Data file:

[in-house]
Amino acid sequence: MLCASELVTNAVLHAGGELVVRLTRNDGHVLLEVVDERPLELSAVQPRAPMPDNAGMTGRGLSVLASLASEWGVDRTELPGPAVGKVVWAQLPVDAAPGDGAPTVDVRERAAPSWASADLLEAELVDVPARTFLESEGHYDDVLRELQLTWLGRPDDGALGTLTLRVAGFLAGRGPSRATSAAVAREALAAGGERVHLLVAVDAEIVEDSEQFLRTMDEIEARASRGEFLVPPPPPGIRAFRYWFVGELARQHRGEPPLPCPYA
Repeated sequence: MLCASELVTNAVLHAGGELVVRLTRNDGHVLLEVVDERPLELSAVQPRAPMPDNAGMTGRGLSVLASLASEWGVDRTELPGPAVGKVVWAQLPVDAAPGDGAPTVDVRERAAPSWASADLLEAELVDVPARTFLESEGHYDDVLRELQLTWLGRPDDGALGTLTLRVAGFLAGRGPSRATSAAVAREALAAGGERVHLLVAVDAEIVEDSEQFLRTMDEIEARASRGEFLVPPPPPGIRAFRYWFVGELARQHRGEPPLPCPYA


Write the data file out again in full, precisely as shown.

[in-house]
Amino acid sequence: MLCASELVTNAVLHAGGELVVRLTRNDGHVLLEVVDERPLELSAVQPRAPMPDNAGMTGRGLSVLASLASEWGVDRTELPGPAVGKVVWAQLPVDAAPGDGAPTVDVRERAAPSWASADLLEAELVDVPARTFLESEGHYDDVLRELQLTWLGRPDDGALGTLTLRVAGFLAGRGPSRATSAAVAREALAAGGERVHLLVAVDAEIVEDSEQFLRTMDEIEARASRGEFLVPPPPPGIRAFRYWFVGELARQHRGEPPLPCPYA
Repeated sequence: MLCASELVTNAVLHAGGELVVRLTRNDGHVLLEVVDERPLELSAVQPRAPMPDNAGMTGRGLSVLASLASEWGVDRTELPGPAVGKVVWAQLPVDAAPGDGAPTVDVRERAAPSWASADLLEAELVDVPARTFLESEGHYDDVLRELQLTWLGRPDDGALGTLTLRVAGFLAGRGPSRATSAAVAREALAAGGERVHLLVAVDAEIVEDSEQFLRTMDEIEARASRGEFLVPPPPPGIRAFRYWFVGELARQHRGEPPLPCPYA